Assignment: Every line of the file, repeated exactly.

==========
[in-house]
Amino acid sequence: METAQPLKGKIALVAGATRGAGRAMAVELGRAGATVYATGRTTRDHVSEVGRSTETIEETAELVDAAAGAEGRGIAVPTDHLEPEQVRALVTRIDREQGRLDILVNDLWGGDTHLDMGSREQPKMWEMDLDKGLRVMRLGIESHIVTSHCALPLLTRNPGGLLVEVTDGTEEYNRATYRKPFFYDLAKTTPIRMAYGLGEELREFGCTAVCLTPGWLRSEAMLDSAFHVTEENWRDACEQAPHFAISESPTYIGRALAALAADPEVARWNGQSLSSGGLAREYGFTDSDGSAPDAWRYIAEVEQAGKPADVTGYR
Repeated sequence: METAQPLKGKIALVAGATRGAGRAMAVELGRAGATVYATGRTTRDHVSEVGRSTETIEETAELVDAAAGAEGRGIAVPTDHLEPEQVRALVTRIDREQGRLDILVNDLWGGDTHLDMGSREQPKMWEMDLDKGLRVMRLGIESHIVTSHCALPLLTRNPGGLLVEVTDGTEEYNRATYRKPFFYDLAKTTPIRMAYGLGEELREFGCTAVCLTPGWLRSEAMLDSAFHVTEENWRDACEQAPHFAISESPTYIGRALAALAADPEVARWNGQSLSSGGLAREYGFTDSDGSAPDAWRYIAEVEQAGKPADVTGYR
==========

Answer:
[in-house]
Amino acid sequence: METAQPLKGKIALVAGATRGAGRAMAVELGRAGATVYATGRTTRDHVSEVGRSTETIEETAELVDAAAGAEGRGIAVPTDHLEPEQVRALVTRIDREQGRLDILVNDLWGGDTHLDMGSREQPKMWEMDLDKGLRVMRLGIESHIVTSHCALPLLTRNPGGLLVEVTDGTEEYNRATYRKPFFYDLAKTTPIRMAYGLGEELREFGCTAVCLTPGWLRSEAMLDSAFHVTEENWRDACEQAPHFAISESPTYIGRALAALAADPEVARWNGQSLSSGGLAREYGFTDSDGSAPDAWRYIAEVEQAGKPADVTGYR
Repeated sequence: METAQPLKGKIALVAGATRGAGRAMAVELGRAGATVYATGRTTRDHVSEVGRSTETIEETAELVDAAAGAEGRGIAVPTDHLEPEQVRALVTRIDREQGRLDILVNDLWGGDTHLDMGSREQPKMWEMDLDKGLRVMRLGIESHIVTSHCALPLLTRNPGGLLVEVTDGTEEYNRATYRKPFFYDLAKTTPIRMAYGLGEELREFGCTAVCLTPGWLRSEAMLDSAFHVTEENWRDACEQAPHFAISESPTYIGRALAALAADPEVARWNGQSLSSGGLAREYGFTDSDGSAPDAWRYIAEVEQAGKPADVTGYR